Tag Archives: Greek

sparrowgrass

    MEANING   asparagus     ORIGIN   The Latin noun asparagus is a borrowing from Greek ἀσπάραγος (= asparagos). The Medieval Latin form was often sparagus, whence English sperage (also sparage, after smallage, wild celery), which was the common name in the 16th and early 17th centuries. Meanwhile, the influence of herbalists and […]

Continue Reading

hapax legomenon

    MEANING   a word or word form which is recorded only once in a text, in the work of a particular author, or in a body of literature     ORIGIN   This term is from Hellenistic Greek ἅπαξ λεγόμενον (= hapax legomenon), meaning something that has been said once, composed of ancient […]

Continue Reading
doryphore

doryphore

  “Death to the Doryphores” is slogan of schoolchildren off for potato-bug catching. In France “doryphores” is nickname for food-grabbing Germans, who love potatoes. from Vichy vs. France, by Richard de Rochemont – magazine Life, 1st September 1941       The French noun doryphore denotes the Colorado beetle, a yellow-and-black beetle native to America, […]

Continue Reading
psychopomp

psychopomp

  Charon and Psyche (circa 1883), by John Roddam Spencer Stanhope (1829-1908)       MEANING   the spiritual guide of a living person’s soul     ORIGIN   The noun psychopomp, also psychopompos, is from ancient Greek ψυχοπομπός (= psukhopompos), meaning conductor, or guide, of souls. This Greek noun is from ψυχή (= pshukhe), soul, […]

Continue Reading
panther

panther

  Bija, a two-year-old female black leopard – Picture: Barry Bland/Barcroft Media       MEANING   a leopard, especially a black one     ORIGIN   Via Latin panthera and Anglo-Norman and Old French forms derived from Latin such as panthere and pantere (Modern French panthère), the English noun panther is from ancient Greek […]

Continue Reading
galaxy

galaxy

  the Milky Way – photograph: Wikimedia Commons/Steve Jurvetson       The noun galaxy appeared in Middle English in the sense of the Milky Way, the diffuse band of light stretching across the night sky that consists of millions of faint stars, nebulae, etc., within our Galaxy. The first known user of this word […]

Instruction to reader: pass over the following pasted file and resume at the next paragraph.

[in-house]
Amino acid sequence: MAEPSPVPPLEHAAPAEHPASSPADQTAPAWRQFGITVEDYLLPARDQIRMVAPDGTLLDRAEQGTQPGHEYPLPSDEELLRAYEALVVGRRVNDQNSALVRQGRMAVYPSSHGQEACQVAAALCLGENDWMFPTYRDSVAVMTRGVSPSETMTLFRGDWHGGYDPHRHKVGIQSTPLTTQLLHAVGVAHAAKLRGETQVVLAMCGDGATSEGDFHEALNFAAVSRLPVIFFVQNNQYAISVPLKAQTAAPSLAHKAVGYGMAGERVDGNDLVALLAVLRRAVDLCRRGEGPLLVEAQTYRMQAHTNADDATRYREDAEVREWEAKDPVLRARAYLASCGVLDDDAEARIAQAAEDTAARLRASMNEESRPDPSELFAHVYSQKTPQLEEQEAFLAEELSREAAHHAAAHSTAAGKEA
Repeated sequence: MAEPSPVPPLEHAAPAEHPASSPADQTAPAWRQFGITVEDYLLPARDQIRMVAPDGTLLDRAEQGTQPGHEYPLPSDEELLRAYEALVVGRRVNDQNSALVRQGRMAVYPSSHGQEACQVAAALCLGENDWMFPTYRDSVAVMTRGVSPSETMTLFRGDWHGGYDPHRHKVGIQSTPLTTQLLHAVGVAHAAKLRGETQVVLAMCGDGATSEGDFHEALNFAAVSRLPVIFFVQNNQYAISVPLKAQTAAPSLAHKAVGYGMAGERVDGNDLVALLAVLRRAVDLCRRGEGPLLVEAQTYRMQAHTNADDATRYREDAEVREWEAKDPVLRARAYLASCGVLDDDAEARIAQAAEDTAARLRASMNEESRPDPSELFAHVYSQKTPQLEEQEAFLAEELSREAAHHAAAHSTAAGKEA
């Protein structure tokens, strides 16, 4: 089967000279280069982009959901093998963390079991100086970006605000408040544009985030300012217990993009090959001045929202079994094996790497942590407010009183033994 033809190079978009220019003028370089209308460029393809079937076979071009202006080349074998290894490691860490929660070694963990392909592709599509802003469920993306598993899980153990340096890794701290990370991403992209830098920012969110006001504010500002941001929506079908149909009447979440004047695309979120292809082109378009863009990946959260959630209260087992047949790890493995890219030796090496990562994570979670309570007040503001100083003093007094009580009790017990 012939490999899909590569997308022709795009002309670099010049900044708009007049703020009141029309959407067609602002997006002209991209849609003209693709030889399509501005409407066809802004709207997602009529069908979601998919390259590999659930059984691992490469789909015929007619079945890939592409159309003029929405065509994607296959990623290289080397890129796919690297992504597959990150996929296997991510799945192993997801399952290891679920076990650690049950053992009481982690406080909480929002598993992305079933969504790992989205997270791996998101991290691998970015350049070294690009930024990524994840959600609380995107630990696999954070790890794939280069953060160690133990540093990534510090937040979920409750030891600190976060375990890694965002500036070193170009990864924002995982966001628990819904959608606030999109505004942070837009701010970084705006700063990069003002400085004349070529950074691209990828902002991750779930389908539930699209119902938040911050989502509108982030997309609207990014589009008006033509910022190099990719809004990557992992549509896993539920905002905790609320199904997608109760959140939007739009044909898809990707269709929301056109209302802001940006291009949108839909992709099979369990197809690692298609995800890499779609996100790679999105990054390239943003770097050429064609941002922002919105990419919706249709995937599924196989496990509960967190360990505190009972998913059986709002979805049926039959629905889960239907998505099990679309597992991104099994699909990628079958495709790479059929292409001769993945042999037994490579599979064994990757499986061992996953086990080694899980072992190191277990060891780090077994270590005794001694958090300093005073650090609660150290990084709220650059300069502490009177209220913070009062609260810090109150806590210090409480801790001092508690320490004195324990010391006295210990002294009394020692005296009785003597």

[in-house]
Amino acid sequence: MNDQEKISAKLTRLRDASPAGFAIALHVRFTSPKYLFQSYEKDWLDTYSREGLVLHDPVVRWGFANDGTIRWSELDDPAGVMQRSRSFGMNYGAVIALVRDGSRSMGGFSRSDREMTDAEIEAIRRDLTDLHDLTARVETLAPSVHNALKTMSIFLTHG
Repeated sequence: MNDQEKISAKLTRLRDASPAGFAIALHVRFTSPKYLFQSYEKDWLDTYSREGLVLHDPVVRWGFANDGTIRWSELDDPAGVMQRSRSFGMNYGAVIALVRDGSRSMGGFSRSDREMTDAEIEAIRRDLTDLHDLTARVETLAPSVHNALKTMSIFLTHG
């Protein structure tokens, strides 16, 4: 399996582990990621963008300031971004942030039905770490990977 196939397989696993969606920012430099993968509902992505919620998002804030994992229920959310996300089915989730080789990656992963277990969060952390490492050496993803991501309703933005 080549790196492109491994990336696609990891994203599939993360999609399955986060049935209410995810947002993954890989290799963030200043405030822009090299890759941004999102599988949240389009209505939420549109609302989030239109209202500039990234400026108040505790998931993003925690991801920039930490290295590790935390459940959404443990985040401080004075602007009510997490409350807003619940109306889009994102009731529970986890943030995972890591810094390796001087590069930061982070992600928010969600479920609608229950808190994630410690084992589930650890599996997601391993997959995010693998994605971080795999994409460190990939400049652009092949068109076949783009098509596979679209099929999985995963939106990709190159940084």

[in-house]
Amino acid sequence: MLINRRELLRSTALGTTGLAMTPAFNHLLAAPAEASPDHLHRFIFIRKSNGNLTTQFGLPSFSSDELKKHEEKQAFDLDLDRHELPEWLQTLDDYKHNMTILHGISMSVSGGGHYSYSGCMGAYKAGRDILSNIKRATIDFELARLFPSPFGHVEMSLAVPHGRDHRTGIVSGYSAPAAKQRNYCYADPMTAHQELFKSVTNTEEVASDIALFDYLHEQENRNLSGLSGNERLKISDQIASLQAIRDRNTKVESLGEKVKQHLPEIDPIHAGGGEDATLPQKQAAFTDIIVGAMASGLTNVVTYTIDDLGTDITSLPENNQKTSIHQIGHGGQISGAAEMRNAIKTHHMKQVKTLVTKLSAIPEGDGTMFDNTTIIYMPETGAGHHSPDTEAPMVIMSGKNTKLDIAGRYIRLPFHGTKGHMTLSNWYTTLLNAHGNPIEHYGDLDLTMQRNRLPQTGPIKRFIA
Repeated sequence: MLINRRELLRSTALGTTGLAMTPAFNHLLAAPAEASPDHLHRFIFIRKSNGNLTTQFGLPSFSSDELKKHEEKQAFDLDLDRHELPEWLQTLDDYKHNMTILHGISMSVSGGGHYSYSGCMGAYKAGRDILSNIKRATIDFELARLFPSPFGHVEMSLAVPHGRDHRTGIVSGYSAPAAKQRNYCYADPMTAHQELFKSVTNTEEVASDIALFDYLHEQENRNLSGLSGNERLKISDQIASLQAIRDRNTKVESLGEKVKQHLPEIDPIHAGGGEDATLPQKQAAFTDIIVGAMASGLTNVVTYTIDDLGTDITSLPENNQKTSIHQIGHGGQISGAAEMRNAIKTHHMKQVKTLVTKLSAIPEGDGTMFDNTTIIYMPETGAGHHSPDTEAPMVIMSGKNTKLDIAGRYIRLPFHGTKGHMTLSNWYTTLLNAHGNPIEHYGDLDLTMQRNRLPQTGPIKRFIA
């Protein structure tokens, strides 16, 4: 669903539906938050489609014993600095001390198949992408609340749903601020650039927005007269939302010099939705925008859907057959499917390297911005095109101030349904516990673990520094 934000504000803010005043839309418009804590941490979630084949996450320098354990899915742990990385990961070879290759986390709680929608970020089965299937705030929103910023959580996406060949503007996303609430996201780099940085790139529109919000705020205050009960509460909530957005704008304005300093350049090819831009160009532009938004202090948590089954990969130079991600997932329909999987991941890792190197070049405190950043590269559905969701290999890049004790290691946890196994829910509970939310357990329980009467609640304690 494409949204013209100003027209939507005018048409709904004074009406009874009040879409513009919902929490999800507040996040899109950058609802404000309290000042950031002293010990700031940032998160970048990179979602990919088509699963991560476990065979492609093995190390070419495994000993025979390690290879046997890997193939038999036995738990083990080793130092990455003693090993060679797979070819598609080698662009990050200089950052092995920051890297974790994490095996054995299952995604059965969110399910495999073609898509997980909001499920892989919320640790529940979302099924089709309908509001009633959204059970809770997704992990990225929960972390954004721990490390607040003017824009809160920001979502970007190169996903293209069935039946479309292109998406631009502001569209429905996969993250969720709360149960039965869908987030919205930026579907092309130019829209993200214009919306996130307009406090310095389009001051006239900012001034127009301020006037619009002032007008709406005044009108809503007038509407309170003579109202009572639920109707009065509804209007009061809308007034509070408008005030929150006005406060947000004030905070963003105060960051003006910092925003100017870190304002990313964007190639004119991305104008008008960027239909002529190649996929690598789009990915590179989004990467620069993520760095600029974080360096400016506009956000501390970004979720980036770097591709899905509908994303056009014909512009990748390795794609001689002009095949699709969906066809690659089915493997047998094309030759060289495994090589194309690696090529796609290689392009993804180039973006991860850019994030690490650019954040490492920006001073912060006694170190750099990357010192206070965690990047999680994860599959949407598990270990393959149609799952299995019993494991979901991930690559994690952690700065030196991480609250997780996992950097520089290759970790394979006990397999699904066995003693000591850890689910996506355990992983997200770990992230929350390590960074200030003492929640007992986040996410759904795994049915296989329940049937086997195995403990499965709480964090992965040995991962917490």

Continue Reading
squirrel

squirrel

  photograph: Peter Trimming       The noun squirrel, which appeared in Middle English in forms such as squyrel and squerell, is from Anglo-Norman and Old French forms such as escuirel and escureul (Modern French écureuil), from the unattested Late Latin scuriolus, diminutive of an unattested altered form of the Latin word sciurus (biologists have retained the […]

Continue Reading
on the horns of a dilemma

on the horns of a dilemma

  St Jerome in his study (1480), by Domenico Ghirlandaio         MEANING   faced with a decision involving equally unfavourable alternatives (also read Morton’s fork)     ORIGIN   In logic, the term dilemma denotes a form of argument forcing an opponent to choose either of two equally unfavourable alternatives. The Latin […]

Continue Reading
canopy

canopy

  Judith Beheading Holofernes (1598-99) by Caravaggio (1571-1610)       PRIMARY MEANING   an ornamental cloth covering hung or held up over something, especially a throne or bed     ORIGIN   Via French canapé and Medieval Latin canopeum, English canopy is from classical Latin conopeum, conopium, denoting a net of fine gauze, used […]

Continue Reading

plagiary

      MEANING   (archaic) a person who plagiarises or a piece of plagiarism     ORIGIN   This word is from the Latin noun plagiarius, meaning a person who abducts the slaves of another and/or who buys or sells a free person as a slave. The Roman epigrammatist Martial (Marcus Valerius Martialis – […]

Continue Reading
12345...11

Unblog.fr | Créer un blog | Annuaire | Signaler un abus